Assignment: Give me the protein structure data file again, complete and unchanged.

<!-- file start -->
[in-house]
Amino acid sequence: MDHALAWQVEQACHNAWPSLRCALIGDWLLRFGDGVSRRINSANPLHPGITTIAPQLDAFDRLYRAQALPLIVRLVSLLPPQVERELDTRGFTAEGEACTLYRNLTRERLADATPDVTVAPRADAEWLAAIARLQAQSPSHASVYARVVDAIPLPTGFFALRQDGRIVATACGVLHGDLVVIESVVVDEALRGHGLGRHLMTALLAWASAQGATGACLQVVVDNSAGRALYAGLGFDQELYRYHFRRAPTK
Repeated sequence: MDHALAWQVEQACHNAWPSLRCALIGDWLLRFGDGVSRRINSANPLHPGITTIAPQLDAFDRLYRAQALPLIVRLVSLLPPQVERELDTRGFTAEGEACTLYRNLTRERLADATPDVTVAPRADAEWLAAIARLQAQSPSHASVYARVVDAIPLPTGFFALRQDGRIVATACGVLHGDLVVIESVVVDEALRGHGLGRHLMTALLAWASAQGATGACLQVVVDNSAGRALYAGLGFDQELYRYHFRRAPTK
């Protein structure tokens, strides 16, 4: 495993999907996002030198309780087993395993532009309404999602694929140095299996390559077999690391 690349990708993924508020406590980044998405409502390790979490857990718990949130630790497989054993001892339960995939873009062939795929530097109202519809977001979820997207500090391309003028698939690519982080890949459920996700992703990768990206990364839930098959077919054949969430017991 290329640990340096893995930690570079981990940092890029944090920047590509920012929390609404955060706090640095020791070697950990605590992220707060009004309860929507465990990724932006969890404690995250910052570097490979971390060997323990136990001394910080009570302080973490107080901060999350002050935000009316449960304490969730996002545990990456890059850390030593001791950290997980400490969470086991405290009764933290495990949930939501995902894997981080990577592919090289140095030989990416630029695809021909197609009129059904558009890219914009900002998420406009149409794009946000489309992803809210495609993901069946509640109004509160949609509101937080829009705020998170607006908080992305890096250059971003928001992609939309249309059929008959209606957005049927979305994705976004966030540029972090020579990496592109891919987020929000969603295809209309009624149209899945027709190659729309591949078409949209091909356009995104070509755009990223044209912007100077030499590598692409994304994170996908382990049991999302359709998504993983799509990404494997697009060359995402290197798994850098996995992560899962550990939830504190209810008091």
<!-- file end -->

[in-house]
Amino acid sequence: MDHALAWQVEQACHNAWPSLRCALIGDWLLRFGDGVSRRINSANPLHPGITTIAPQLDAFDRLYRAQALPLIVRLVSLLPPQVERELDTRGFTAEGEACTLYRNLTRERLADATPDVTVAPRADAEWLAAIARLQAQSPSHASVYARVVDAIPLPTGFFALRQDGRIVATACGVLHGDLVVIESVVVDEALRGHGLGRHLMTALLAWASAQGATGACLQVVVDNSAGRALYAGLGFDQELYRYHFRRAPTK
Repeated sequence: MDHALAWQVEQACHNAWPSLRCALIGDWLLRFGDGVSRRINSANPLHPGITTIAPQLDAFDRLYRAQALPLIVRLVSLLPPQVERELDTRGFTAEGEACTLYRNLTRERLADATPDVTVAPRADAEWLAAIARLQAQSPSHASVYARVVDAIPLPTGFFALRQDGRIVATACGVLHGDLVVIESVVVDEALRGHGLGRHLMTALLAWASAQGATGACLQVVVDNSAGRALYAGLGFDQELYRYHFRRAPTK
């Protein structure tokens, strides 16, 4: 495993999907996002030198309780087993395993532009309404999602694929140095299996390559077999690391 690349990708993924508020406590980044998405409502390790979490857990718990949130630790497989054993001892339960995939873009062939795929530097109202519809977001979820997207500090391309003028698939690519982080890949459920996700992703990768990206990364839930098959077919054949969430017991 290329640990340096893995930690570079981990940092890029944090920047590509920012929390609404955060706090640095020791070697950990605590992220707060009004309860929507465990990724932006969890404690995250910052570097490979971390060997323990136990001394910080009570302080973490107080901060999350002050935000009316449960304490969730996002545990990456890059850390030593001791950290997980400490969470086991405290009764933290495990949930939501995902894997981080990577592919090289140095030989990416630029695809021909197609009129059904558009890219914009900002998420406009149409794009946000489309992803809210495609993901069946509640109004509160949609509101937080829009705020998170607006908080992305890096250059971003928001992609939309249309059929008959209606957005049927979305994705976004966030540029972090020579990496592109891919987020929000969603295809209309009624149209899945027709190659729309591949078409949209091909356009995104070509755009990223044209912007100077030499590598692409994304994170996908382990049991999302359709998504993983799509990404494997697009060359995402290197798994850098996995992560899962550990939830504190209810008091």